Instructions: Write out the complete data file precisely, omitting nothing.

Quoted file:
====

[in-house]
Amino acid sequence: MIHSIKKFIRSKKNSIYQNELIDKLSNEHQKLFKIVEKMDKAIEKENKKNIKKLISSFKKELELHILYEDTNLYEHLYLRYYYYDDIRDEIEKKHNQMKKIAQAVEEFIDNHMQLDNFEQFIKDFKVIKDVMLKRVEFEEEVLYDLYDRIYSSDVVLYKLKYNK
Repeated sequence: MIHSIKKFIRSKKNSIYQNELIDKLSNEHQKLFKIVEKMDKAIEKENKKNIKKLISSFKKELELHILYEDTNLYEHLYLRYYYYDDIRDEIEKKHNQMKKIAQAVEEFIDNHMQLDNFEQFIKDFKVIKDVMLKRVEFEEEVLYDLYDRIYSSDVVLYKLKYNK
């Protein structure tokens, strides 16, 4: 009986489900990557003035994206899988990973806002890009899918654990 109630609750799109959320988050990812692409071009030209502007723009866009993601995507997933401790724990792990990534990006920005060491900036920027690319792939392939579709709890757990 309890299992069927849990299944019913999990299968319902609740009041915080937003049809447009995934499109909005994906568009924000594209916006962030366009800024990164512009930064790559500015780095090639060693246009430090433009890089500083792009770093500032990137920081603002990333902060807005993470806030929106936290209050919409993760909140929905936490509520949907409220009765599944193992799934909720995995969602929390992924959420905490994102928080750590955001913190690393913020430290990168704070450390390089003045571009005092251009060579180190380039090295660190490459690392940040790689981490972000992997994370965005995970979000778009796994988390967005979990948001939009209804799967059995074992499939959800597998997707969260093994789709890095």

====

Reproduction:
[in-house]
Amino acid sequence: MIHSIKKFIRSKKNSIYQNELIDKLSNEHQKLFKIVEKMDKAIEKENKKNIKKLISSFKKELELHILYEDTNLYEHLYLRYYYYDDIRDEIEKKHNQMKKIAQAVEEFIDNHMQLDNFEQFIKDFKVIKDVMLKRVEFEEEVLYDLYDRIYSSDVVLYKLKYNK
Repeated sequence: MIHSIKKFIRSKKNSIYQNELIDKLSNEHQKLFKIVEKMDKAIEKENKKNIKKLISSFKKELELHILYEDTNLYEHLYLRYYYYDDIRDEIEKKHNQMKKIAQAVEEFIDNHMQLDNFEQFIKDFKVIKDVMLKRVEFEEEVLYDLYDRIYSSDVVLYKLKYNK
């Protein structure tokens, strides 16, 4: 009986489900990557003035994206899988990973806002890009899918654990 109630609750799109959320988050990812692409071009030209502007723009866009993601995507997933401790724990792990990534990006920005060491900036920027690319792939392939579709709890757990 309890299992069927849990299944019913999990299968319902609740009041915080937003049809447009995934499109909005994906568009924000594209916006962030366009800024990164512009930064790559500015780095090639060693246009430090433009890089500083792009770093500032990137920081603002990333902060807005993470806030929106936290209050919409993760909140929905936490509520949907409220009765599944193992799934909720995995969602929390992924959420905490994102928080750590955001913190690393913020430290990168704070450390390089003045571009005092251009060579180190380039090295660190490459690392940040790689981490972000992997994370965005995970979000778009796994988390967005979990948001939009209804799967059995074992499939959800597998997707969260093994789709890095």